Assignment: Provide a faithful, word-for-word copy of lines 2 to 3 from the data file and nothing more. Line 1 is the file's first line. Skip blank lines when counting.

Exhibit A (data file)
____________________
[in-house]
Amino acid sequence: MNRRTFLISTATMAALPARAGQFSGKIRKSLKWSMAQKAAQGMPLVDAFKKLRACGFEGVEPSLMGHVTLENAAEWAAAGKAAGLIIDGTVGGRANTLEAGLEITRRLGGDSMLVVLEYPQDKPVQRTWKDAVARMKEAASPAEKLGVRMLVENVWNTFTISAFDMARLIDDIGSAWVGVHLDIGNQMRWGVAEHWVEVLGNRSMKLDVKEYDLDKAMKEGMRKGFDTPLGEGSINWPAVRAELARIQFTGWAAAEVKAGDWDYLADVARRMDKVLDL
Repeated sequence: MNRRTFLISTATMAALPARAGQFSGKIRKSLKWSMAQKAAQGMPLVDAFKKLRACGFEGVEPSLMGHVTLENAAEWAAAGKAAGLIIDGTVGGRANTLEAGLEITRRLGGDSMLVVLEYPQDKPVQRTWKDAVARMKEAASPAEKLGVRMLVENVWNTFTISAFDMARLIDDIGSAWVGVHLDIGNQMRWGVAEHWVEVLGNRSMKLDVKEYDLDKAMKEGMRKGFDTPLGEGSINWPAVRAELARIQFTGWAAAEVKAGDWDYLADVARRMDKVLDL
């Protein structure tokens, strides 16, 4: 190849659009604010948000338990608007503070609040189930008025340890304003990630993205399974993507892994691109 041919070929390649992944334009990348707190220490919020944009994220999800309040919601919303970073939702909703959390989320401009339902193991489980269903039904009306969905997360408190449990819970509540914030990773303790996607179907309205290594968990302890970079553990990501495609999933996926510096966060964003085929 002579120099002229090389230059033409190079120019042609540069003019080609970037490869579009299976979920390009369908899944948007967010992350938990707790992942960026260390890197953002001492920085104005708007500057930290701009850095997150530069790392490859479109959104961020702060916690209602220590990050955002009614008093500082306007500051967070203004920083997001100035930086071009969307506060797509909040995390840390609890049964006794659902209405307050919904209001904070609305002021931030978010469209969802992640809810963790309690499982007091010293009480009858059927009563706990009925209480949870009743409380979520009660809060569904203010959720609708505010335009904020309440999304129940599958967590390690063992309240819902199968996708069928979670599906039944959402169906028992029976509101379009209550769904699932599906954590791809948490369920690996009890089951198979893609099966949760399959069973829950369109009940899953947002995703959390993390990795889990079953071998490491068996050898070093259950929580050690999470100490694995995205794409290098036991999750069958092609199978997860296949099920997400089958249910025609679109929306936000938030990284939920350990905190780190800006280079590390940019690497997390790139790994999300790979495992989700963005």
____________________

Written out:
Amino acid sequence: MNRRTFLISTATMAALPARAGQFSGKIRKSLKWSMAQKAAQGMPLVDAFKKLRACGFEGVEPSLMGHVTLENAAEWAAAGKAAGLIIDGTVGGRANTLEAGLEITRRLGGDSMLVVLEYPQDKPVQRTWKDAVARMKEAASPAEKLGVRMLVENVWNTFTISAFDMARLIDDIGSAWVGVHLDIGNQMRWGVAEHWVEVLGNRSMKLDVKEYDLDKAMKEGMRKGFDTPLGEGSINWPAVRAELARIQFTGWAAAEVKAGDWDYLADVARRMDKVLDL
Repeated sequence: MNRRTFLISTATMAALPARAGQFSGKIRKSLKWSMAQKAAQGMPLVDAFKKLRACGFEGVEPSLMGHVTLENAAEWAAAGKAAGLIIDGTVGGRANTLEAGLEITRRLGGDSMLVVLEYPQDKPVQRTWKDAVARMKEAASPAEKLGVRMLVENVWNTFTISAFDMARLIDDIGSAWVGVHLDIGNQMRWGVAEHWVEVLGNRSMKLDVKEYDLDKAMKEGMRKGFDTPLGEGSINWPAVRAELARIQFTGWAAAEVKAGDWDYLADVARRMDKVLDL